Subdural hemorrhage (SDH) in infants is commonly associated with nonaccidental trauma and “shaken baby syndrome,” and some reports suggest that SDH may appear in susceptible infants who have suffered apnea or significant hypoxia. Although generally asymptomatic, SDH related to birth trauma has also been reported to be common. Kelly and colleagues sought to determine the true incidence of SDH in infancy by looking at pre- and postoperative infants who have undergone a repair of congenital heart disease (CHD). In addition, the authors sought an association between the development of SDH and the presence of hypoxia.
The authors found that asymptomatic SDH was common in infants with CHD at a rate similar to those without CHD. These SDHs were typically small and resolved within three months of birth. The authors were unable to demonstrate any association between hypoxia and SDH in this cohort. However, the ability to generalize these results is limited due to the nature of the selected patient population.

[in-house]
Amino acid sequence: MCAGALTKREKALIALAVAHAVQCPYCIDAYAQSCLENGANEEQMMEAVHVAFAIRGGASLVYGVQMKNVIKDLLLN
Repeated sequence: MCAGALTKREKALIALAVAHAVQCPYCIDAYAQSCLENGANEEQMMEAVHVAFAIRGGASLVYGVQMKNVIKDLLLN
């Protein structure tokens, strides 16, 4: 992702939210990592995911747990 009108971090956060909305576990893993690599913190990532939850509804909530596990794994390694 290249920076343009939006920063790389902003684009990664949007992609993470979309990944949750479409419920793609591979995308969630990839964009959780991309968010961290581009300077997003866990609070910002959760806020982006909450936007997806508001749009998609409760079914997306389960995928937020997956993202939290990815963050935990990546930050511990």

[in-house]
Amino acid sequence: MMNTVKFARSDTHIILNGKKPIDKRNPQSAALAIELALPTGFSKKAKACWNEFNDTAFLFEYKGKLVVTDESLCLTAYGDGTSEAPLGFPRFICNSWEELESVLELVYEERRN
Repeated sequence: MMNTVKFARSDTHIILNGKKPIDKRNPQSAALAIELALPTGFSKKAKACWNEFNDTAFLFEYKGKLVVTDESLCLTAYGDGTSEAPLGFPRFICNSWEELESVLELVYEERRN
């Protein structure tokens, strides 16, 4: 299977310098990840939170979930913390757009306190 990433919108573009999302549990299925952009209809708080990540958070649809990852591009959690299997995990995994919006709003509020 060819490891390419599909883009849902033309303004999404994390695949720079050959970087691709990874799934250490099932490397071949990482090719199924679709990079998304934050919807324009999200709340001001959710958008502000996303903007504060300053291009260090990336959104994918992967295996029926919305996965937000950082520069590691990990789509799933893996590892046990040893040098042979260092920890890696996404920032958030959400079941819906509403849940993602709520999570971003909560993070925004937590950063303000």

Read the full Concise Critical Appraisal by logging into the SCCM eCommunity. Concise Critical Appraisal is a regular feature aimed at highlighting the best and most relevant literature from a variety of academic journals and encouraging discussion around recent studies and research.